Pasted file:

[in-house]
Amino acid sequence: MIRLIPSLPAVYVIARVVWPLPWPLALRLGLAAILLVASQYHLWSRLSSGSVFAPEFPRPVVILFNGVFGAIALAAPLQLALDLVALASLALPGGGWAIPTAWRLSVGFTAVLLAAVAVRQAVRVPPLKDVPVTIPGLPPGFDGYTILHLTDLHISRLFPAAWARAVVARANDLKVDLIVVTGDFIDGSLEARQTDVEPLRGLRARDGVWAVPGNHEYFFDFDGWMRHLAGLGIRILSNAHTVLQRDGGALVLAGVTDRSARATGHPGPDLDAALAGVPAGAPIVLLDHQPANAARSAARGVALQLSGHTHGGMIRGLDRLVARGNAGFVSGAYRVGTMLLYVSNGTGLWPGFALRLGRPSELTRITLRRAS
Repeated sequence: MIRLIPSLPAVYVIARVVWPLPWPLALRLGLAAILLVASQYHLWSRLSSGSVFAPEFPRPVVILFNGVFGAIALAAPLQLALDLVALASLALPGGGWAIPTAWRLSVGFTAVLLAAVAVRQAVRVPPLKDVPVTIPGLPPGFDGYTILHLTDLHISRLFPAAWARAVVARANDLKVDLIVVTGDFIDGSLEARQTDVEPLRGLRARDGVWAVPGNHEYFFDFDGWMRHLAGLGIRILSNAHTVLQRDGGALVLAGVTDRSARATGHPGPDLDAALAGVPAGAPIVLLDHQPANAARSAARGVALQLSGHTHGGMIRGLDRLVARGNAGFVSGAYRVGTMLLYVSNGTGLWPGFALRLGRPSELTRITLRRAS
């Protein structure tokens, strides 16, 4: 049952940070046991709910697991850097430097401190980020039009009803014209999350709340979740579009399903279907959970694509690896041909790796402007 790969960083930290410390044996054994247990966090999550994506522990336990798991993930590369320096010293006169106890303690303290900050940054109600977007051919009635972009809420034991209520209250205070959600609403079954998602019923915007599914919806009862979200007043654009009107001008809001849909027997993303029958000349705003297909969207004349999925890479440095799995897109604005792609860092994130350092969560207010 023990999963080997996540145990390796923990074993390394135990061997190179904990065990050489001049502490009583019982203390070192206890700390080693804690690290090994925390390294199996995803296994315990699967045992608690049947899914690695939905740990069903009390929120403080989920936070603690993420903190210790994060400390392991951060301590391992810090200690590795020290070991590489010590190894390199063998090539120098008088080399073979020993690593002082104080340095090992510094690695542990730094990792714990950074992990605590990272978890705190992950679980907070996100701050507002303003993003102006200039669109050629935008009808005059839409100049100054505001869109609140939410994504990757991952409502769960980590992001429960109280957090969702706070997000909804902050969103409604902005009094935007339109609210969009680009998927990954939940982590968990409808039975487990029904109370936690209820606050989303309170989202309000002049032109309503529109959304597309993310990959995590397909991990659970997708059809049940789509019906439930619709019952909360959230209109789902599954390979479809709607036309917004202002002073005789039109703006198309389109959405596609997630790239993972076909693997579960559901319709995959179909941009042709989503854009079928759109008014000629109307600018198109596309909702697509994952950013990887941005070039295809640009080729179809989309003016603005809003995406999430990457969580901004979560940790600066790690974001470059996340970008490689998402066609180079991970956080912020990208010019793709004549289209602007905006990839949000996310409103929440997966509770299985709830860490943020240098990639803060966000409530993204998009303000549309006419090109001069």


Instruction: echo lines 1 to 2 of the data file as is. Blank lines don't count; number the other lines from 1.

[in-house]
Amino acid sequence: MIRLIPSLPAVYVIARVVWPLPWPLALRLGLAAILLVASQYHLWSRLSSGSVFAPEFPRPVVILFNGVFGAIALAAPLQLALDLVALASLALPGGGWAIPTAWRLSVGFTAVLLAAVAVRQAVRVPPLKDVPVTIPGLPPGFDGYTILHLTDLHISRLFPAAWARAVVARANDLKVDLIVVTGDFIDGSLEARQTDVEPLRGLRARDGVWAVPGNHEYFFDFDGWMRHLAGLGIRILSNAHTVLQRDGGALVLAGVTDRSARATGHPGPDLDAALAGVPAGAPIVLLDHQPANAARSAARGVALQLSGHTHGGMIRGLDRLVARGNAGFVSGAYRVGTMLLYVSNGTGLWPGFALRLGRPSELTRITLRRAS